The final clinical diagnosis was hepato-splenic sarcoidosis (extrapulmonary disease). Because of the elevated liver transaminases, oral corticosteroid treatment was initiated at a dose of 0.5-1 mg/kg/day, with good tolerance and clinical evolution in the patient. Sarcoidosis is a multisystem granulomatous disease of unknown aetiology, where diagnosed patients have pulmonary involvement in almost 90% of the cases.1 Extrapulmonary involvement is common and all organs may be affected (especially the lymph nodes, eyes, joints, central nervous system), but it is rare to find isolated extrapulmonary disease (less than 10% of the patients).2 Without any symptoms, it is even more difficult to make the diagnosis. The isolated splenic or hepatosplenic involvement is uncommon, and these patients may not have any symptoms at all. In this situation it may be necessary to use multiple tests because there may be added difficulty in differentiating the lesions of other diseases such as lymphoma or metastasis3 , or even reach splenectomy.4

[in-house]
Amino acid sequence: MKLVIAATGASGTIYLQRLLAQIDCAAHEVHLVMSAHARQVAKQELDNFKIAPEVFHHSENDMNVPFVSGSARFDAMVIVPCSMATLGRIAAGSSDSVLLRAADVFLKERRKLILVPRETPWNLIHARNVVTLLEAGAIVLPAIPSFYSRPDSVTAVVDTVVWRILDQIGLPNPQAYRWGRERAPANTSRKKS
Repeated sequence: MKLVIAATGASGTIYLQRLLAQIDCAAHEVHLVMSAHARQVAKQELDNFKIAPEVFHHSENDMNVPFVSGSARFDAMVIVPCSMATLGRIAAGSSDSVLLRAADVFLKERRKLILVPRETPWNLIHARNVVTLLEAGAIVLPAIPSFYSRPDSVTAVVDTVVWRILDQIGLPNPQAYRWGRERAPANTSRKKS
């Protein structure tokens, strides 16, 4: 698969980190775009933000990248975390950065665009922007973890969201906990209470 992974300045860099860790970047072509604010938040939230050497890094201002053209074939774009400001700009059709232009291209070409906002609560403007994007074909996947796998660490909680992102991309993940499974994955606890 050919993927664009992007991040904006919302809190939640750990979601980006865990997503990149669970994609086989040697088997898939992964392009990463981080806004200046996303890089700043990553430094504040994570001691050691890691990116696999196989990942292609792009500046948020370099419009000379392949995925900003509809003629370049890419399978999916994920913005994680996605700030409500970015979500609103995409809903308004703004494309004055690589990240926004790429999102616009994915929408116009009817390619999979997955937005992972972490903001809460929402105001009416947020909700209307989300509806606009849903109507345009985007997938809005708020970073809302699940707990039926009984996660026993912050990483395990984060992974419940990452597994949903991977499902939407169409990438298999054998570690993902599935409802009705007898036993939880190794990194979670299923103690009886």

Vardhanabhuti V, Venkatanarasimha N, Bhatnagar G, et al. Extra-pulmonary manifestations of sarcoidosis. Clin Radiol. 2012;67:263-76.
Agrawal K, Chawla YK, Bhattacharya A, Mittal BR. Fluorodeoxyglucose positron emission tomography / computed tomography findings in nodular hepatic and splenic sarcoidosis. World J Nucl Med. 2014;13:144-5.
Raber EL, Bean J, Beck P. Splenic sarcoidosis: a case report and review of the imaging findings of multiple incidental splenic lesions as the initial presentation of sarcoidosis. Can J Gastroenterol. 2011;25:477-8.